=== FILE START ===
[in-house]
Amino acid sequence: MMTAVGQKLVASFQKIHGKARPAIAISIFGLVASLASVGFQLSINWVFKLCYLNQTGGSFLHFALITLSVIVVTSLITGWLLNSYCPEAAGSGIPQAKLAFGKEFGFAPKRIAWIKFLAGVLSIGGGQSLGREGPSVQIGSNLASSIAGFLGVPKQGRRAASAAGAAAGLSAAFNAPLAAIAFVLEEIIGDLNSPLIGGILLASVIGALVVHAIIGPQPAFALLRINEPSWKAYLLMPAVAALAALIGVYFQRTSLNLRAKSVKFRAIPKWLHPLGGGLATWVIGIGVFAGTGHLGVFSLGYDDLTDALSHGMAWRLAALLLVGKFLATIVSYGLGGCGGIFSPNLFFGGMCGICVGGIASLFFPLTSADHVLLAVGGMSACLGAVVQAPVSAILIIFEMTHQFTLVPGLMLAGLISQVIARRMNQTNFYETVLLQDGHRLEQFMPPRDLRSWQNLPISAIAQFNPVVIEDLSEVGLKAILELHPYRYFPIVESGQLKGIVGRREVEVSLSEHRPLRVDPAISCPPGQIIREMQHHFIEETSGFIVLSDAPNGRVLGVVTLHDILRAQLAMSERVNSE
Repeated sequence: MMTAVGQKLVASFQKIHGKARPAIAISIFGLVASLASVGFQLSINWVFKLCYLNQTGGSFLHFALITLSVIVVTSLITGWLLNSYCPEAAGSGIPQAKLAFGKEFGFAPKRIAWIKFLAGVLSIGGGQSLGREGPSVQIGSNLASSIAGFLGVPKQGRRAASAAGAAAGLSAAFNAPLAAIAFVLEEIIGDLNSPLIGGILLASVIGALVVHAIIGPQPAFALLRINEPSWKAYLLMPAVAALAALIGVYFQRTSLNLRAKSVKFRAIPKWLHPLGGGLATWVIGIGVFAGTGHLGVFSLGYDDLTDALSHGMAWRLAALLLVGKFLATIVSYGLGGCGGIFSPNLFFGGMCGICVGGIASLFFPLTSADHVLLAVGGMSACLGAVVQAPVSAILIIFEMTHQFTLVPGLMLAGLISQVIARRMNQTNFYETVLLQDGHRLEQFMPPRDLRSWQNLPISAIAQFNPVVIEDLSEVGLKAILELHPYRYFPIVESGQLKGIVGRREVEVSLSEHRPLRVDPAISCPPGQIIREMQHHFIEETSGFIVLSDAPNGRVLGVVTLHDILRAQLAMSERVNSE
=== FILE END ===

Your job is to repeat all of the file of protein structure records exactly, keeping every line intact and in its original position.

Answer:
[in-house]
Amino acid sequence: MMTAVGQKLVASFQKIHGKARPAIAISIFGLVASLASVGFQLSINWVFKLCYLNQTGGSFLHFALITLSVIVVTSLITGWLLNSYCPEAAGSGIPQAKLAFGKEFGFAPKRIAWIKFLAGVLSIGGGQSLGREGPSVQIGSNLASSIAGFLGVPKQGRRAASAAGAAAGLSAAFNAPLAAIAFVLEEIIGDLNSPLIGGILLASVIGALVVHAIIGPQPAFALLRINEPSWKAYLLMPAVAALAALIGVYFQRTSLNLRAKSVKFRAIPKWLHPLGGGLATWVIGIGVFAGTGHLGVFSLGYDDLTDALSHGMAWRLAALLLVGKFLATIVSYGLGGCGGIFSPNLFFGGMCGICVGGIASLFFPLTSADHVLLAVGGMSACLGAVVQAPVSAILIIFEMTHQFTLVPGLMLAGLISQVIARRMNQTNFYETVLLQDGHRLEQFMPPRDLRSWQNLPISAIAQFNPVVIEDLSEVGLKAILELHPYRYFPIVESGQLKGIVGRREVEVSLSEHRPLRVDPAISCPPGQIIREMQHHFIEETSGFIVLSDAPNGRVLGVVTLHDILRAQLAMSERVNSE
Repeated sequence: MMTAVGQKLVASFQKIHGKARPAIAISIFGLVASLASVGFQLSINWVFKLCYLNQTGGSFLHFALITLSVIVVTSLITGWLLNSYCPEAAGSGIPQAKLAFGKEFGFAPKRIAWIKFLAGVLSIGGGQSLGREGPSVQIGSNLASSIAGFLGVPKQGRRAASAAGAAAGLSAAFNAPLAAIAFVLEEIIGDLNSPLIGGILLASVIGALVVHAIIGPQPAFALLRINEPSWKAYLLMPAVAALAALIGVYFQRTSLNLRAKSVKFRAIPKWLHPLGGGLATWVIGIGVFAGTGHLGVFSLGYDDLTDALSHGMAWRLAALLLVGKFLATIVSYGLGGCGGIFSPNLFFGGMCGICVGGIASLFFPLTSADHVLLAVGGMSACLGAVVQAPVSAILIIFEMTHQFTLVPGLMLAGLISQVIARRMNQTNFYETVLLQDGHRLEQFMPPRDLRSWQNLPISAIAQFNPVVIEDLSEVGLKAILELHPYRYFPIVESGQLKGIVGRREVEVSLSEHRPLRVDPAISCPPGQIIREMQHHFIEETSGFIVLSDAPNGRVLGVVTLHDILRAQLAMSERVNSE